While it's anyone's guess as to who'll be cutting down the nets in Lucas Oil Stadium on April 6, the smart money says the big winners of March Madness will once again be media partners CBS and Turner Sports.
According to insiders, the ad inventory in and around the 67-game 2015 NCAA Men's Division I Basketball Tournament is tighter than the Virginia Cavaliers' asphyxiating pack-line defense. Advertisers have snapped up more than 95% of all available airtime in the linear TV broadcasts and the March Madness Live digital stream.
As befits a high-profile live sporting event -- last year's march to the Final Four averaged a combined 10.5 million viewers per window on CBS, TNT, TBS and truTV, making it the second most-watched tourney in a decade -- ads are priced at a premium. The going rate for a 30-second spot in April's title tilt on CBS is just north of $1.5 million a pop, nearly trebling the price for a single unit in the 2014 NBA Championship Series ($520,000).
With no Winter Olympics siphoning away first-quarter marketing dollars, the annual college hoops showcase will have a veritable stranglehold on sports spending for the next three weeks. And as the architect behind Turner's sports (and ad sales) growth explains, clients looking to optimize their presence in the spotlight are starting to tailor creative specifically for the tourney.
"It's like we've been seeing for years with the Super Bowl, where everyone wants to roll out a new ad when they know everyone's watching," said Turner Broadcasting System President David Levy. "This year, you're going to see a lot of clients breaking new creative in March Madness."
Fans can expect to see fresh campaigns from the triad of NCAA Corporate Champions (AT&T, Coca-Cola, Capital One) and a host of other official partners that includes Allstate, Buick and Burger King. At least two marketers (Amazon Kindle and AT&T) will air new spots developed by Turner Sports' in-house custom ad unit.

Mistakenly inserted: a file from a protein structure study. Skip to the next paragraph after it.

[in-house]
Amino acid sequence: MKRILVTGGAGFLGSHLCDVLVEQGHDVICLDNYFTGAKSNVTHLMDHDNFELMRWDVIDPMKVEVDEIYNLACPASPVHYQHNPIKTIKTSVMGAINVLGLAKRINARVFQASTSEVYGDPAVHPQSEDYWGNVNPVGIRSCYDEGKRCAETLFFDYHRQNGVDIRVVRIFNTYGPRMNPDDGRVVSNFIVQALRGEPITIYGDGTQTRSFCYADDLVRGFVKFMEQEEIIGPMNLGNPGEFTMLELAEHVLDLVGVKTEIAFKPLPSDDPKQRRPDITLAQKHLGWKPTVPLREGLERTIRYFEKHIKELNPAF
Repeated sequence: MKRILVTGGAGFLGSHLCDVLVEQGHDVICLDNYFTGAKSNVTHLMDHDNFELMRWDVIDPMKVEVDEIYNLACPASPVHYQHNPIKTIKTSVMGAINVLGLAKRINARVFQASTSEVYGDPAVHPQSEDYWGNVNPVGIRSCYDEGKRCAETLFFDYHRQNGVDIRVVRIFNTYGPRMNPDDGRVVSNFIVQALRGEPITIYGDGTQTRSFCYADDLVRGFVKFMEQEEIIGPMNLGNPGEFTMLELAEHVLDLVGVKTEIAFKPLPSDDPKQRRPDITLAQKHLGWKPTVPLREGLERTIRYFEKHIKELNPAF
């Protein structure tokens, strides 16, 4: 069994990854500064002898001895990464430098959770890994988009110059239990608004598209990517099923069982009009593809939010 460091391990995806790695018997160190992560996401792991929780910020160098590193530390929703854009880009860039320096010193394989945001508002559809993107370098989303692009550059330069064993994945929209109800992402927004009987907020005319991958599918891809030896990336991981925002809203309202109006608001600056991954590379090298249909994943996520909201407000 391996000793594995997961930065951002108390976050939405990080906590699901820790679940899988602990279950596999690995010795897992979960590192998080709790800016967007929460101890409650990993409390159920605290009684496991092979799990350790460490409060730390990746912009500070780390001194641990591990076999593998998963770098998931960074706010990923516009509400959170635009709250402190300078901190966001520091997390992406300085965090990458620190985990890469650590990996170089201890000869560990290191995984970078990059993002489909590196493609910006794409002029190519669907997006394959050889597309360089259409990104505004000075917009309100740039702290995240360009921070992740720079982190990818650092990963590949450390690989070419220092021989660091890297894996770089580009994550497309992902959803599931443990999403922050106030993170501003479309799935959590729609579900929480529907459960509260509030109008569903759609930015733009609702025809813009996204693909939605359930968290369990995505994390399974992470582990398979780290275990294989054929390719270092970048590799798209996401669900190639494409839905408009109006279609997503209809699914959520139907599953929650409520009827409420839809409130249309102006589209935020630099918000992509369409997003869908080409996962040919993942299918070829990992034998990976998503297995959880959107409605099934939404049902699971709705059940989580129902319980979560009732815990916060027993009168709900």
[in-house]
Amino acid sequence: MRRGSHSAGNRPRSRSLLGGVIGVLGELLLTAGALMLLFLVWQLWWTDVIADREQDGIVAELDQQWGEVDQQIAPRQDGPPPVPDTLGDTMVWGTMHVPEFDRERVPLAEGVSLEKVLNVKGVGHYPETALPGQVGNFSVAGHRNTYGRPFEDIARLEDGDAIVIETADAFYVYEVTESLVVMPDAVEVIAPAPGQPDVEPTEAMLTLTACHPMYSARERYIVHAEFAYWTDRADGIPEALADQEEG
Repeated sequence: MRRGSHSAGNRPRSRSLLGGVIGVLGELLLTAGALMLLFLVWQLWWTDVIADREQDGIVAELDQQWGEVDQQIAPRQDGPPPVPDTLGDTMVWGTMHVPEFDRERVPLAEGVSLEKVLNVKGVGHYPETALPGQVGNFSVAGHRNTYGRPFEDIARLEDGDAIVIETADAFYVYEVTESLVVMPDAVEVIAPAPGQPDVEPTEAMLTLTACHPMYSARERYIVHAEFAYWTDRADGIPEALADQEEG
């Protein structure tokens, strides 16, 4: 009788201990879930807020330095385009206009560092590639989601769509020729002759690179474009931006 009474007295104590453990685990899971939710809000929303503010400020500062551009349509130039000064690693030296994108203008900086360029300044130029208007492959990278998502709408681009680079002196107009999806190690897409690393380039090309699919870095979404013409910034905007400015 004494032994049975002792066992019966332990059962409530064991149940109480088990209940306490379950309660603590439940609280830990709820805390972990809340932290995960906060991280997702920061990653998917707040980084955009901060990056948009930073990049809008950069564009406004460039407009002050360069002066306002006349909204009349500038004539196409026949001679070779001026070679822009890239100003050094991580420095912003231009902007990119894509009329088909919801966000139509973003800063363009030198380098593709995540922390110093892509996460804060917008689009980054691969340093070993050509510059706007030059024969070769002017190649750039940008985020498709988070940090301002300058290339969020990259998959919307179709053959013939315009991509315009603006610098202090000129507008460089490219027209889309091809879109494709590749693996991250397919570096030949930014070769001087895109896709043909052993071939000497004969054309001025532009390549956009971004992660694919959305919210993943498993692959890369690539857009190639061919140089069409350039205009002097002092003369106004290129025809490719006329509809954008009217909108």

This marks the second year that TBS will carry the Final Four, and Turner plans to bring back its "Teamcast" simulcasts on TNT and truTV. Designed to be a sort of homer's-eye view of the proceedings, the alternate feeds feature broadcasters culled from each of the four teams' local markets.
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Mr. Levy said that Turner will put a little more marketing muscle into the Teamcasts, which put up decent numbers in the inaugural run. (The Wildcats feed on TNT accounted for 26% of the overall Kentucky-Wisconsin audience, drawing 4.3 million viewers. TBS's national feed averaged 10.3 million viewers, according to Nielsen.)
As for that scourge of workplace productivity, March Madness Live this year is expected to break even more streaming records. The digital service delivered 69.7 million live video streams, which translates into 15 million hours of office drone downtime. The heaviest usage of the app and desktop site was notched during the second round of last year's tourney, which took place on the first Thursday and Friday of the three-week event.
Lastly, CBS will push back the opening tip-off of the championship game to 9:10 p.m. EDT, or about 20 minutes earlier than last year's starting time. If nothing else, that will give younger hoops enthusiasts a shot at staying up to watch the confetti come down as "One Shining Moment" plays over the house speakers.
Since CBS and Turner took joint custody of March Madness back in 2011, the tourney has generated some $4.13 billion in ad revenue, per Kantar Media estimates. Auto, telecom and restaurants account and financial services clients account for the lion's share of the marketing dollars pinned to the tourney.
March Madness tips off Tuesday, March 17, from Dayton, Ohio.